Still trying to take care of all the places the cold gets into our house, because apparently the season is serious about things. Still counting down to the magical day when I can go many days at a time without asking, "Well, what has the President done today?" But there are still some good things to read from this week, so here's your list.
Jack Schneider and Jennifer Berkshire in the New York Times explaining how Betsy DeVos has broken up an unspoken treaty between conservative and liberal ed reform folks, and how that may open the door to some actual steps forward.
A hell of a question, posed by guest writer Matthew Fleming over at Ed Week. Pretty cool little piece about some of the things that create fatigue and burnout.
Audrey Watters was a speaker at the #AgainstSurveillance teach-in, and here's what she said. As always, informative and infuriating, including enterprise software, Skinner's box for babies, and test proctoring.
Now that the Supreme Court has been tilted a bit further rightward, all manner of folks are getting ready to take a run at SCOTUS to get their favorite reactionary cause pumped up. So here come Students for Fair Admission, ready to stump for favored admission status for white guys. From the Root.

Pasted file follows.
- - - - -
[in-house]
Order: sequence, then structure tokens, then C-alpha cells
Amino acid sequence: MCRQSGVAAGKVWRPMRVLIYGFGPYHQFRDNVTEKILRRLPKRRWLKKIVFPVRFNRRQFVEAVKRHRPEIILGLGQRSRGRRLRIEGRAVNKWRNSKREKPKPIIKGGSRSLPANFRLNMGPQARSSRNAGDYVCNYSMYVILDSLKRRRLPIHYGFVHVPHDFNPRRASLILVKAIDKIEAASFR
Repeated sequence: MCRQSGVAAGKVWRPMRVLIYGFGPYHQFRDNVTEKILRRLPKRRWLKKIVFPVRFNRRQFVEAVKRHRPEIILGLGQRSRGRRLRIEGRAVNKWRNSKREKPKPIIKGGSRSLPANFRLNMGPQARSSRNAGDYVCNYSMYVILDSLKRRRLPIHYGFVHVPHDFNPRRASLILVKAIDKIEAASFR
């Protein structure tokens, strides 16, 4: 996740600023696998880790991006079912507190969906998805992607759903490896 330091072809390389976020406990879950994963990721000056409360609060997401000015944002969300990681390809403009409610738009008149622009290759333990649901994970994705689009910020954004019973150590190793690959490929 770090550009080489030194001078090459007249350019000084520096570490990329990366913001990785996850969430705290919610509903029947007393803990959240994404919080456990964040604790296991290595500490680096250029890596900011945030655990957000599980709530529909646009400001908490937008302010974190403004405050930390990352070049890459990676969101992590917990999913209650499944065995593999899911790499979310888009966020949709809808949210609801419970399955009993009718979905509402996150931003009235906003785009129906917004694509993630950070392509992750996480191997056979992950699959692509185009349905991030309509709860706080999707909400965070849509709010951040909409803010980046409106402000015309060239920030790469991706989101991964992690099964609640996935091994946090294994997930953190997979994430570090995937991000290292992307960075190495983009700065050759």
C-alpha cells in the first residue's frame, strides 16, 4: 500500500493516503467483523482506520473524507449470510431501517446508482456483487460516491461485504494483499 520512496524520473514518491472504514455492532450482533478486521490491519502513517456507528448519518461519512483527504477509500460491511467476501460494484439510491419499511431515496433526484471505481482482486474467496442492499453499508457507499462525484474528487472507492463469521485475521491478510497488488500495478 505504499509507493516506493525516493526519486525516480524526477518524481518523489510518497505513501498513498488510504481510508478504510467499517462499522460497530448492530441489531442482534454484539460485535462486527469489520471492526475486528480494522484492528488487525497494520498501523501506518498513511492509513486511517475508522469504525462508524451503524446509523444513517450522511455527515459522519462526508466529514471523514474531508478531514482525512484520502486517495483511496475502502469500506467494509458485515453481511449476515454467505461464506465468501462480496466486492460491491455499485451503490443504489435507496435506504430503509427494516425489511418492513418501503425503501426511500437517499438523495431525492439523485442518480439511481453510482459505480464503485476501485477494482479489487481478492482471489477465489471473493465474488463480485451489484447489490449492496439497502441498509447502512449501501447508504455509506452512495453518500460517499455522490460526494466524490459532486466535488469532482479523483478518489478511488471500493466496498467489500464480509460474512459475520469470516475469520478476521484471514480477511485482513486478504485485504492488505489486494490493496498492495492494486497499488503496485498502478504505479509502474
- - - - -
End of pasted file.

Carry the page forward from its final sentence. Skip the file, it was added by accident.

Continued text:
Hechinger Reports with a good look at how some schools were hit extra hard by the pandemic because they'd already gone years without decent maintenance. Let critical resources decay, and they can't sustain an extra hit--go figure.
Venture capitalists, or vulture capitalists--take your pick, but they're making sure this mess doesn't go to waste. WIRED takes a look at where the money is going.
We mentioned this here at the Institute back when the grant was first issued, but now Carol Burris at the Washington Post has even more details, and the rest of the story (which is that these amateurs didn't even get their school approved). Just our tax dollars--well, not so much "at work" as "being wasted."
Jeff Bryant has looked downticket to discover that in many school board elections, pubic education was not the winner. From Alternet.
A Canada-centric look at the rapidly spreading ugly mess that is tecno-proctoring. Short form: it's bad.
I'm always leery of these sorts of stories, because there is often another side of the tale that the school isn't free to tell. But I can't think of another side that would make this any less stupid. Sometimes public schools put dopes in charge, and they make dopey policies.